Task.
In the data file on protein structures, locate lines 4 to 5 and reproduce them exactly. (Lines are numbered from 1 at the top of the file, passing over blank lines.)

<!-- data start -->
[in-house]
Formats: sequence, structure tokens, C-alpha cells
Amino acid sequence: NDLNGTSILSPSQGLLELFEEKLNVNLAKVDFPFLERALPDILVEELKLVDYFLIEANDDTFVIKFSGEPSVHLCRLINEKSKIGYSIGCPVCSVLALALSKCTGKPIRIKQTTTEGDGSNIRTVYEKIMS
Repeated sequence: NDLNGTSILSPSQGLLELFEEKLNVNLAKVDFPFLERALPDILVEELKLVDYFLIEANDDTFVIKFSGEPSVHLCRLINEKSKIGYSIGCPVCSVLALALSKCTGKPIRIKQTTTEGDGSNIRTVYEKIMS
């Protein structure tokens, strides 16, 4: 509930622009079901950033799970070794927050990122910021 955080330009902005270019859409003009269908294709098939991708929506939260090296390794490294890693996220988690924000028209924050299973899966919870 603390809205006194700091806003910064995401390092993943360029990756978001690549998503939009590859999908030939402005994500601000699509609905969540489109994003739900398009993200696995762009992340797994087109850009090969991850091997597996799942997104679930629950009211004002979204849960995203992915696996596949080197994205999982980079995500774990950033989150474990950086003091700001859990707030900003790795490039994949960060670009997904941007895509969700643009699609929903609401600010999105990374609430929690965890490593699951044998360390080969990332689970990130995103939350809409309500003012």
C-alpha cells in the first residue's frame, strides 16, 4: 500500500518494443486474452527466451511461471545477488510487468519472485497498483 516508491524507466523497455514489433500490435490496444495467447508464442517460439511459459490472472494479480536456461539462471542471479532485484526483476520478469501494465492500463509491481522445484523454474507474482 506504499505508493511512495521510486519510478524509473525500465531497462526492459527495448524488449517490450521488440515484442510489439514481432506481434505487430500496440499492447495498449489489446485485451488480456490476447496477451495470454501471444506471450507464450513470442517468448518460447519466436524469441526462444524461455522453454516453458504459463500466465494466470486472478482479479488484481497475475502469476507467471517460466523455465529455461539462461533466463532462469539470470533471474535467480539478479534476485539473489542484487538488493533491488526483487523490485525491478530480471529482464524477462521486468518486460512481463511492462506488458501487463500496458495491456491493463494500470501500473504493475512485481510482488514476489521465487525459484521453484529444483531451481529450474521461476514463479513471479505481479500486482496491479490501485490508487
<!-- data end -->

Repeated sequence: NDLNGTSILSPSQGLLELFEEKLNVNLAKVDFPFLERALPDILVEELKLVDYFLIEANDDTFVIKFSGEPSVHLCRLINEKSKIGYSIGCPVCSVLALALSKCTGKPIRIKQTTTEGDGSNIRTVYEKIMS
């Protein structure tokens, strides 16, 4: 509930622009079901950033799970070794927050990122910021 955080330009902005270019859409003009269908294709098939991708929506939260090296390794490294890693996220988690924000028209924050299973899966919870 603390809205006194700091806003910064995401390092993943360029990756978001690549998503939009590859999908030939402005994500601000699509609905969540489109994003739900398009993200696995762009992340797994087109850009090969991850091997597996799942997104679930629950009211004002979204849960995203992915696996596949080197994205999982980079995500774990950033989150474990950086003091700001859990707030900003790795490039994949960060670009997904941007895509969700643009699609929903609401600010999105990374609430929690965890490593699951044998360390080969990332689970990130995103939350809409309500003012």